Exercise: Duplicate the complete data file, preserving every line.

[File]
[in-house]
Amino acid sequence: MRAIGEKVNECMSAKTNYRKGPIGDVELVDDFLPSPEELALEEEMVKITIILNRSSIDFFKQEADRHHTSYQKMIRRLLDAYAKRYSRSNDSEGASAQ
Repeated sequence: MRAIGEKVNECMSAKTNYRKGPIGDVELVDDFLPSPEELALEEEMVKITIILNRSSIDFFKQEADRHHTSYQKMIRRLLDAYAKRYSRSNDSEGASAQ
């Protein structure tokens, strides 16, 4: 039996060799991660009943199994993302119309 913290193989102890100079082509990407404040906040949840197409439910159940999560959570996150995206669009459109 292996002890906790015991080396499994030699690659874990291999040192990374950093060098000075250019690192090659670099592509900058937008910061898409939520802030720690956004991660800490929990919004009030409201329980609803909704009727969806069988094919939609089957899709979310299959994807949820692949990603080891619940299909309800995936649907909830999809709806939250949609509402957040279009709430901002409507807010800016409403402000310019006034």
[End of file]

[in-house]
Amino acid sequence: MRAIGEKVNECMSAKTNYRKGPIGDVELVDDFLPSPEELALEEEMVKITIILNRSSIDFFKQEADRHHTSYQKMIRRLLDAYAKRYSRSNDSEGASAQ
Repeated sequence: MRAIGEKVNECMSAKTNYRKGPIGDVELVDDFLPSPEELALEEEMVKITIILNRSSIDFFKQEADRHHTSYQKMIRRLLDAYAKRYSRSNDSEGASAQ
């Protein structure tokens, strides 16, 4: 039996060799991660009943199994993302119309 913290193989102890100079082509990407404040906040949840197409439910159940999560959570996150995206669009459109 292996002890906790015991080396499994030699690659874990291999040192990374950093060098000075250019690192090659670099592509900058937008910061898409939520802030720690956004991660800490929990919004009030409201329980609803909704009727969806069988094919939609089957899709979310299959994807949820692949990603080891619940299909309800995936649907909830999809709806939250949609509402957040279009709430901002409507807010800016409403402000310019006034």